Dana L. Friedkin comments
Are you having a movie night this Valentine’s? Whether you are celebrating your freedom or sharing some microwave popcorn with a significant other, your Sunday will not be complete without the right movie. If your right movie is one that skips the cliché tropes of romantic comedies, you are at the right address. Here are some contemporary choices that bail out on the usual boy-meets-girl routine and ask some questions about the 21st century relationships.
Starting this list is a softball to the more adventurous movies, Two Night Stand. It is the closest to the boy-meets-girl storyline, but it is unique in its approach to this storyline. The two lead characters do not exactly have a ‘meet-cute.’ Under the advice of a friend, Megan (Analeigh Tipton) searches a dating site for a casual hook up. She quickly meets Alec (Miles Teller) and goes over to his place for a midnight romp. Not exactly the sweet story you always wanted to tell your grandkids, but a very real possibility for many of us living in the modern age.
Fun fact: saw this movie on a date; never saw the guy again; did see the movie again.
The most prominently featured romance of this film is the love of music, shared by the protagonists Gretta (Keira Knightley) and Dan (Mark Ruffalo). Though they bond over their passion for music, they do not ever get passionate with each other. Some in the audience might root for them, but these two have baggage to deal with, i.e. ex-boyfriend Dave (Adam Levine) and ex-wife (Catherine Keener). It is an exploration of how love can change over time…
Burt (John Krasinski) and Verona (Maya Rudolph) are a couple about to have their first child. They set out on a journey to find where they want to raise their children, by visiting friends and relatives across North America. This movie has no breakups or grand gestures, but rather focuses on what really sustains a relationship: caring and listening to another person’s needs… Although both leads have a history in comedy, do not let this fool you. This film is on the serious side and explores several types of relationships at once, while retaining some lighthearted moments.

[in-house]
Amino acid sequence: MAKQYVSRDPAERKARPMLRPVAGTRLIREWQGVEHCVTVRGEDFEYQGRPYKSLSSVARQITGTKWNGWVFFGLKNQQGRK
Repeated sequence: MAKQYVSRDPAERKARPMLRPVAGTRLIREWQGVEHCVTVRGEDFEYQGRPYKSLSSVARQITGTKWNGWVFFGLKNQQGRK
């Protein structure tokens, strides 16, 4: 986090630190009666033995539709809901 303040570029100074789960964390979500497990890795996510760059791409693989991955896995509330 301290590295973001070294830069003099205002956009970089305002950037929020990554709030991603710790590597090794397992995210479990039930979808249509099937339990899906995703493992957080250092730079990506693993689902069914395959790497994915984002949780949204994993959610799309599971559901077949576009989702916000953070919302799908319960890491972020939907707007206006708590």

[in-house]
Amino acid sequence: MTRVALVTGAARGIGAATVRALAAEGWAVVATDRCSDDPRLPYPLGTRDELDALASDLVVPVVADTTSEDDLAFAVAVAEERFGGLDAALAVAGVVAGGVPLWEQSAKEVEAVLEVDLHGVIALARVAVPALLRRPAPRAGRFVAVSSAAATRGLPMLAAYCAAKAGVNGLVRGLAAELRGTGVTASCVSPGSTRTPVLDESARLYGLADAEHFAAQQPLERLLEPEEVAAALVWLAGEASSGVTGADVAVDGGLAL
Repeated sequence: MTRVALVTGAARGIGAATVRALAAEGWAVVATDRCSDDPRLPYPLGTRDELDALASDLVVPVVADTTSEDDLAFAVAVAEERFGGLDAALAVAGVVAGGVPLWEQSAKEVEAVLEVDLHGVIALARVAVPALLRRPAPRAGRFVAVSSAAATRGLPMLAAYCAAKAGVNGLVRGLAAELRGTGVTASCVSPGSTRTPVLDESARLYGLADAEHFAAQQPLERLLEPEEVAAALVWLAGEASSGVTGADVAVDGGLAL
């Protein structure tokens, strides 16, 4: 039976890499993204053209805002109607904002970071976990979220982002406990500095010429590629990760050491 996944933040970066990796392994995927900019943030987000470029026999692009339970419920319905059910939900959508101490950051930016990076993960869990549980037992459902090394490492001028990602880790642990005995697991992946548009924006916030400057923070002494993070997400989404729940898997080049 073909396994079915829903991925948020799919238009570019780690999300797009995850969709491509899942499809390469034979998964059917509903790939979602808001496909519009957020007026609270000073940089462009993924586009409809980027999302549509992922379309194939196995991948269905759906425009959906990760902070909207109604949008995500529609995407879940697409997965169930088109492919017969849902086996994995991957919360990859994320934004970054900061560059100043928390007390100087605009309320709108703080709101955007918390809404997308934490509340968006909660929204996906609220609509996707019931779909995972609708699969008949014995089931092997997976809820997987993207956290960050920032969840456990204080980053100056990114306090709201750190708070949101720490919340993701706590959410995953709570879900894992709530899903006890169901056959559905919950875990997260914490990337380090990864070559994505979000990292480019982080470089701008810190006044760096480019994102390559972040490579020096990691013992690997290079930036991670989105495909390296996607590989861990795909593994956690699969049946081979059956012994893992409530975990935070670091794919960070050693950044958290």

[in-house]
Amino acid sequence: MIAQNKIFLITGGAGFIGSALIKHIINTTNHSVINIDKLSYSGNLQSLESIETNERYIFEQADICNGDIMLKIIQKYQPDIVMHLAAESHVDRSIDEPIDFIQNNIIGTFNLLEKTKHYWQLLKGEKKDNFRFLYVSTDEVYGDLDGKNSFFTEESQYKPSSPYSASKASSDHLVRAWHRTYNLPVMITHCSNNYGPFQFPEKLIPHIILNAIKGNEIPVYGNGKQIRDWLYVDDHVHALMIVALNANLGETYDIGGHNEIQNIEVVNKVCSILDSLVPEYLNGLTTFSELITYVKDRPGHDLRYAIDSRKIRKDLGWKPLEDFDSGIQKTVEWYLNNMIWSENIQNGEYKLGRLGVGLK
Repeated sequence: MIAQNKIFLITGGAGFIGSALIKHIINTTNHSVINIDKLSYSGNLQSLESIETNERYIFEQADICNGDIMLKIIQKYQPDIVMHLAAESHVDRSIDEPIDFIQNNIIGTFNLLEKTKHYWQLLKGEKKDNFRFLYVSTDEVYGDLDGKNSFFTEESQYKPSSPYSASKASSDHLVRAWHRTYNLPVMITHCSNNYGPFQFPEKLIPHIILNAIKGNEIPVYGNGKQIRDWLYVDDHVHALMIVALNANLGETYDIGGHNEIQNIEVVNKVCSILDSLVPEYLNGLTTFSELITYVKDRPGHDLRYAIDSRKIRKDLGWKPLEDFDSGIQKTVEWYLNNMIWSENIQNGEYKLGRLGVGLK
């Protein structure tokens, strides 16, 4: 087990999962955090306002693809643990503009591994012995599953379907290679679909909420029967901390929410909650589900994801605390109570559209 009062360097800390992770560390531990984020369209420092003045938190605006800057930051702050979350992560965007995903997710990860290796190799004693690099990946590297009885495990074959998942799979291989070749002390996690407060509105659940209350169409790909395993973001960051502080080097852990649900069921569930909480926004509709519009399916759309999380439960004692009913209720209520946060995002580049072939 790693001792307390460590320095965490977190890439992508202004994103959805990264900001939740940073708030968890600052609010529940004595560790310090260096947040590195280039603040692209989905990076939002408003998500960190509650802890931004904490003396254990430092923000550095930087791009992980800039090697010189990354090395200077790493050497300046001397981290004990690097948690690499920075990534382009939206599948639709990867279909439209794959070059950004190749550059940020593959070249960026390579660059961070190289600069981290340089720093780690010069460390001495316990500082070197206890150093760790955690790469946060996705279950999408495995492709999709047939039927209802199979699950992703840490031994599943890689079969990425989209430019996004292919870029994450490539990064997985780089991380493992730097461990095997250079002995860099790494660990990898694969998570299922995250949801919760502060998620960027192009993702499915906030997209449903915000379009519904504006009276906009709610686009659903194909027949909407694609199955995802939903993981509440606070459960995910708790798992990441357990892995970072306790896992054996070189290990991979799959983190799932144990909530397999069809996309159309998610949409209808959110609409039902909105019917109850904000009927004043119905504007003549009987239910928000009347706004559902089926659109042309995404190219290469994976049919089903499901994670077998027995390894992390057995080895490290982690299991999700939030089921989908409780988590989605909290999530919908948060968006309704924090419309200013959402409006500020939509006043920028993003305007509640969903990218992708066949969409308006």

This film brings a more realistic side of romance on the table; and by this I mean that sometimes a grand gesture of love does not quell doubts about a relationship but serves to intensify them.
Sarah (Lizzy Caplan) is proposed to by her longterm boyfriend, but she says no and quickly jumps on the rebound. The film also focuses on the relationship of her sister Beth (Alison Brie), who is about to be married, and questions how sure can you be that you love someone.
Easily one of my top 10 movies, (500) Days has become a cult classic in its own league. The movie tells the relationship of Tom (Joseph Gordon-Levitt) and Summer (Zooey Deschanel) in an insequential format, going from their first meeting to their break-up and to Tom’s meager efforts to win her back. The narrator warns the viewer outright ‘this is not love story’; but it certainly explores how falling in love affects people, their worldview, and how it motivates them to change. This is probably the most well known on the list – if you have not seen it yet, you definitely should!
Dana L. Friedkin